Recognition and enforcement of foreign judgments Archives - international litigation blog
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Recognition and enforcement of foreign judgments

International Litigation on Steroids: Citigroup Global Mkts., Inc. v. Fiorilla

Although the case below does not shed light on any new legal development, it is nevertheless an interesting story which offers a prime example of a plaintiff willing to use each and every possible trick in the context of international litigation and arbitration to (unsuccessfully) achieve his goal.READ MORE

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Belgian Constitutional Court Rules on State Immunity From Execution

In a judgment dated 27 April 2017, the Belgian Constitutional Court (the Constitutional Court) largely confirmed the validity of the Belgian legal provision on State immunity from execution (Article 1412quinquies of the Belgian Judicial Code).

As a general rule, Article 1412quinquies of the Belgian Judicial Code provides that assets located in Belgium that belong to a foreign State are immune from execution and cannot be subject to enforcement proceedings by creditors. As mentioned before, France recently adopted a similar provision which largely mirrors Article 1412quinquies of the Belgian Judicial Code.

Exceptions to that rule are, however, possible if very strict conditions are met: a party wishing to seize the assets belonging to a State needs to obtain a prior authorisation from a judge (juge des saisies). This judge will only authorise the seizure if (i) the foreign State has “expressively” and “specifically” consented to the seizure of the assets; (ii) the foreign State has specifically allocated those assets to the enforcement of the claim which gives rise to the seizure; and (iii) the assets are located in Belgium and are allocated to an economic or commercial activity.

Given the difficulty of meeting those requirements, two entities (NML Capital Limited (NML), an American hedge fund which holds debts securities against Argentina, and Yukos Universal Limited (YUL), an entity that had been granted a multi-billion arbitral award against Russia) initiated legal proceedings before the Constitutional Court seeking the annulment of Article 1412quinquies of the Belgian Judicial Code.READ MORE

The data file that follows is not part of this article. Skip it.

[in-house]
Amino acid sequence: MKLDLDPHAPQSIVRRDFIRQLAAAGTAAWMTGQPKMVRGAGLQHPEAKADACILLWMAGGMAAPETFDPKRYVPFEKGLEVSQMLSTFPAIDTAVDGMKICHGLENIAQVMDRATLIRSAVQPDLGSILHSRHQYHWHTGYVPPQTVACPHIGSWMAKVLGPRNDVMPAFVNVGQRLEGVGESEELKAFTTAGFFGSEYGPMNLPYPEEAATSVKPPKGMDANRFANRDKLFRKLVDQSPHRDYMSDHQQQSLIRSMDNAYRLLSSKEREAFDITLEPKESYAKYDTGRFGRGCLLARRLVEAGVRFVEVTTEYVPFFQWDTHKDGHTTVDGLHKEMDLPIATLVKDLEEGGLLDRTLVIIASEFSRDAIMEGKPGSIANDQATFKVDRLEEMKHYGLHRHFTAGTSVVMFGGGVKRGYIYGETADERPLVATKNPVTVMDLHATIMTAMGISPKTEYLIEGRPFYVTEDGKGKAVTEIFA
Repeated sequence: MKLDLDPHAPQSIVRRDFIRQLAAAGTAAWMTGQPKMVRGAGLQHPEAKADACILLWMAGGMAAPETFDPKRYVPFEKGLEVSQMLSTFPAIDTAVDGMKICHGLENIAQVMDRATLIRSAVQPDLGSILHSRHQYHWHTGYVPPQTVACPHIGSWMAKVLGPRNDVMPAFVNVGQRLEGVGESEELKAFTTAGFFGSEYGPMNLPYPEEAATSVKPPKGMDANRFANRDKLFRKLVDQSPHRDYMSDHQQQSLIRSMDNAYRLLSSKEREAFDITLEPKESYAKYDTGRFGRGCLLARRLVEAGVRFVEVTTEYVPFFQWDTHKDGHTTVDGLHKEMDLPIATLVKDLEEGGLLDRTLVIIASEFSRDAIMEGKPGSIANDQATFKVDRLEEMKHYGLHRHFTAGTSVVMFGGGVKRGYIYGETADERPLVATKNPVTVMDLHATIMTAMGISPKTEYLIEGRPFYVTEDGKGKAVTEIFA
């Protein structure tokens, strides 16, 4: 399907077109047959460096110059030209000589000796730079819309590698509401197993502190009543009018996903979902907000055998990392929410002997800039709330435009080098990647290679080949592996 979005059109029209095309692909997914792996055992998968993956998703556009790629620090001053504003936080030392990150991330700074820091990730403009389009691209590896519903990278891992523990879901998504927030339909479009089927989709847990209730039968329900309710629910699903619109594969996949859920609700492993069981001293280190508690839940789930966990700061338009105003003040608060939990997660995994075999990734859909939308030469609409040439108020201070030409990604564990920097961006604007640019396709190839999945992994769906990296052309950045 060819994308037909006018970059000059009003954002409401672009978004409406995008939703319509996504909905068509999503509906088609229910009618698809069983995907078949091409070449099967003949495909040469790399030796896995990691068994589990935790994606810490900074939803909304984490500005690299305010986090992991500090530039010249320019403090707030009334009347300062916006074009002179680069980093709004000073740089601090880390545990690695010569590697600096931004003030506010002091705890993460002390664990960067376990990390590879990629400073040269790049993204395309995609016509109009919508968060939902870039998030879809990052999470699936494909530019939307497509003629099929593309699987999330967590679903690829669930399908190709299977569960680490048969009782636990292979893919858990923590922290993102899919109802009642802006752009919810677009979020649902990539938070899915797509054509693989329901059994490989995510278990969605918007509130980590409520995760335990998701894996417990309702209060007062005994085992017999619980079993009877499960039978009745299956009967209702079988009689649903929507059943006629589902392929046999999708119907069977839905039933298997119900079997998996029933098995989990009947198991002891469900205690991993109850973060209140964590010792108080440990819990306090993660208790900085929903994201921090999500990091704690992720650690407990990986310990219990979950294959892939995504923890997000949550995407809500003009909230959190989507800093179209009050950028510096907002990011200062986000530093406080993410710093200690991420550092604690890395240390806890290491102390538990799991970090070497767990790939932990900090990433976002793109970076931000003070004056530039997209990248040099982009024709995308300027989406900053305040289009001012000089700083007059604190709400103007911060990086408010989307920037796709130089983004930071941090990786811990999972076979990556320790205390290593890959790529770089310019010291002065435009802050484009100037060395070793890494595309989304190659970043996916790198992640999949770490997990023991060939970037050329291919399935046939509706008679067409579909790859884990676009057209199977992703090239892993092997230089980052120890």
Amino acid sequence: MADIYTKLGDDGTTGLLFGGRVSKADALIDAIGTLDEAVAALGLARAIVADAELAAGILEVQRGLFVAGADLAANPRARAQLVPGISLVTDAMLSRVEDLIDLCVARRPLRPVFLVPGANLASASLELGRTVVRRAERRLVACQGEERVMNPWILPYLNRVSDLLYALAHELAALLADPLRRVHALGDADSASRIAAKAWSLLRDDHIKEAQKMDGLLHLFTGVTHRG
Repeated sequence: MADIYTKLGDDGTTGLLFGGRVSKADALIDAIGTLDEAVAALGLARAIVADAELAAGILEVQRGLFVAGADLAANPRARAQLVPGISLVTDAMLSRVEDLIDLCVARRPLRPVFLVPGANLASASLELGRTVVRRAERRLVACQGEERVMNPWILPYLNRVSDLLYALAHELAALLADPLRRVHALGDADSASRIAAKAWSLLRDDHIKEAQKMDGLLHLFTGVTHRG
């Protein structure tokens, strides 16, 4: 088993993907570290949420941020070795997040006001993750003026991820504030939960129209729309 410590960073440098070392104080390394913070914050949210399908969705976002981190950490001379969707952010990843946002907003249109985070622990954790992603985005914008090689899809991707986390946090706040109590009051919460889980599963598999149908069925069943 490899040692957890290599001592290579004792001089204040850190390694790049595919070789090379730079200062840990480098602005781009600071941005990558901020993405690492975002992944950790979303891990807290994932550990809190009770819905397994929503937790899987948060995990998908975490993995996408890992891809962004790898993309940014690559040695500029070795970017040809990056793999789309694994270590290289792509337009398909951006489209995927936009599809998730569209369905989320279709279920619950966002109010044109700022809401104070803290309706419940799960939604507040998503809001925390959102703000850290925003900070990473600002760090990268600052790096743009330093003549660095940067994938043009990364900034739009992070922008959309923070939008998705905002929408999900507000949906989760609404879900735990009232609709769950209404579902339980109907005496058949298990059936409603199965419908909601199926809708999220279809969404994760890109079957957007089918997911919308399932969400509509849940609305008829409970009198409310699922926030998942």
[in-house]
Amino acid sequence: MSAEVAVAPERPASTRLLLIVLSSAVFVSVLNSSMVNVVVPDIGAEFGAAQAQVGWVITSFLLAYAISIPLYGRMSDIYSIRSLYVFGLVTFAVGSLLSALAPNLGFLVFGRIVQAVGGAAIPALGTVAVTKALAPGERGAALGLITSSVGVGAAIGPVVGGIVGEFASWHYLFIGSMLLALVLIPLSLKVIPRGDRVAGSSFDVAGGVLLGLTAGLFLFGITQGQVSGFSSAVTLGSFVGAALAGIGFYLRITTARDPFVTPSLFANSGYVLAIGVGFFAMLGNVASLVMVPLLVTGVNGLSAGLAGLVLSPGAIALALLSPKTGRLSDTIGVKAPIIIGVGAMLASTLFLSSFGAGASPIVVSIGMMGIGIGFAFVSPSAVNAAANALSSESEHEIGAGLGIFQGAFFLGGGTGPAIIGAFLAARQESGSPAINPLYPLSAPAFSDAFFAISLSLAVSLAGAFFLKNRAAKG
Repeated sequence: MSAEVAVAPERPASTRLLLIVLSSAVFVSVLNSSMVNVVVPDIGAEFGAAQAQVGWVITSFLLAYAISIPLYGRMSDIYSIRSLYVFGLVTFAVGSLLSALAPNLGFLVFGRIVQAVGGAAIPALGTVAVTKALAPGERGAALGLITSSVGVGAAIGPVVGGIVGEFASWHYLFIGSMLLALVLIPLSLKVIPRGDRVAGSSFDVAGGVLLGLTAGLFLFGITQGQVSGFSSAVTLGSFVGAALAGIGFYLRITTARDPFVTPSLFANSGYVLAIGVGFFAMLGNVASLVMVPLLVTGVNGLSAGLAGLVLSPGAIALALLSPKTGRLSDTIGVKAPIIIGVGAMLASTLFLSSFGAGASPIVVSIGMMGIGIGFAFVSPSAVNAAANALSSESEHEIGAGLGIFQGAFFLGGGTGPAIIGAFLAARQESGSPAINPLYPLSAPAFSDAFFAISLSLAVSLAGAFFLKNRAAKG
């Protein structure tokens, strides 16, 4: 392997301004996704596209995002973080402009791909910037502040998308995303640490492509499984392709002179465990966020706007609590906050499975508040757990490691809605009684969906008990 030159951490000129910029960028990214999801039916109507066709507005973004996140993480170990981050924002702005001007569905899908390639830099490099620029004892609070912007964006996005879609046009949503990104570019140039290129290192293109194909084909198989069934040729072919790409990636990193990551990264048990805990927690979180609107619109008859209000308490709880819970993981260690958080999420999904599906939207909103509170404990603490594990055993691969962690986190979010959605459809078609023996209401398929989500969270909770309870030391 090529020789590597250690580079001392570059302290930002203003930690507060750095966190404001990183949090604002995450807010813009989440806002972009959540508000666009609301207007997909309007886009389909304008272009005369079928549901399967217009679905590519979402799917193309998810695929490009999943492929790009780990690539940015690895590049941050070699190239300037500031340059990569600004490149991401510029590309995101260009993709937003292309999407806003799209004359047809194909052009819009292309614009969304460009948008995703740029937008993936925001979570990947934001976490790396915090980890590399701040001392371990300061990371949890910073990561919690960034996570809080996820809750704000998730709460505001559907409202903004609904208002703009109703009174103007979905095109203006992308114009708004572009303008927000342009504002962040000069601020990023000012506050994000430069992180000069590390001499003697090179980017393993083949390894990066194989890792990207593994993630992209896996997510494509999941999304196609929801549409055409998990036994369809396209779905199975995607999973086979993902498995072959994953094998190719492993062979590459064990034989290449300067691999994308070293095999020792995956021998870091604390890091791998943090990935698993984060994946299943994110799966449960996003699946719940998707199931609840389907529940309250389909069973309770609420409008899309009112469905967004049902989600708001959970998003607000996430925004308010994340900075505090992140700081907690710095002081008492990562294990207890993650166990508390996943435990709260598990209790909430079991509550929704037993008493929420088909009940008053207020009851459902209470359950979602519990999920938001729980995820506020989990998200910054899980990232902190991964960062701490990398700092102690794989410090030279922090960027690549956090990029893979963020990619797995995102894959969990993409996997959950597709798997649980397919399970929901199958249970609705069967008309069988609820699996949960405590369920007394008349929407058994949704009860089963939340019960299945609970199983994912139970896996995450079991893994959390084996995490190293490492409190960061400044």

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Belgian Court Rules on Recognition of U.S. Class Action Settlements

On 23 March 2017, the Ghent Court of Appeal in Belgium (the Court of Appeal) handed down a lengthy decision on the civil merits in the very well-known Lernout & Hauspie (L&H) case. Although the judgment rendered by the Court of Appeal is very long and covers various legal issues, it contains a specific section on the recognition, in Belgium, of two American opt-out class action settlements.

As most of you know, class action suits are legal devices that allow an individual or a small group of individuals to proceed in court on behalf of a much larger and unnamed group of individuals who have suffered a similar injury and who share common claims.

While class actions form an integral part of the legal framework in the United States, European jurisdictions (with the notable exception of the Netherlands (see my previous post)) tend to be very cautious with respect to this instrument. It is only in June 2013 that the European Union published a recommendation setting out a series of common, non-binding principles that EU Member States should adopt in order to put collective redress mechanisms in place. Based on this recommendation, some EU Members that previously did not allow for collective redress mechanisms have since introduced them into their legal systems.

In sharp contrast with the American class action system – where any individual who fulfils the conditions to be part of a class action will automatically be considered as part of the class bringing the action, unless that member expressively indicates his desire to be excluded from of the proceedings (i.e. “opt-out” system) – most European systems have adhered to an “opt-in” system where plaintiff classes are formed through the expressed consent of their members.

The case at hand therefore concerns an interesting scenario in which the Belgian court, belonging to a jurisdiction where only opt-in class action are allowed, is asked to recognise a U.S. opt-out class action settlement.READ MORE

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France Amends Rules on State Immunity from the Execution of Judgments and Arbitral Awards

On 9 December 2016, the French Parliament adopted a law (the Law) which amended the rules on State immunity from the execution of judgments and arbitral awards contained in Article L 111-1 of the French Code on Civil Enforcement Procedures (Article L 111-1). The Law now makes it more difficult for a creditor to enforce, in France, a judgment or an arbitral award on goods belonging to a foreign State.READ MORE

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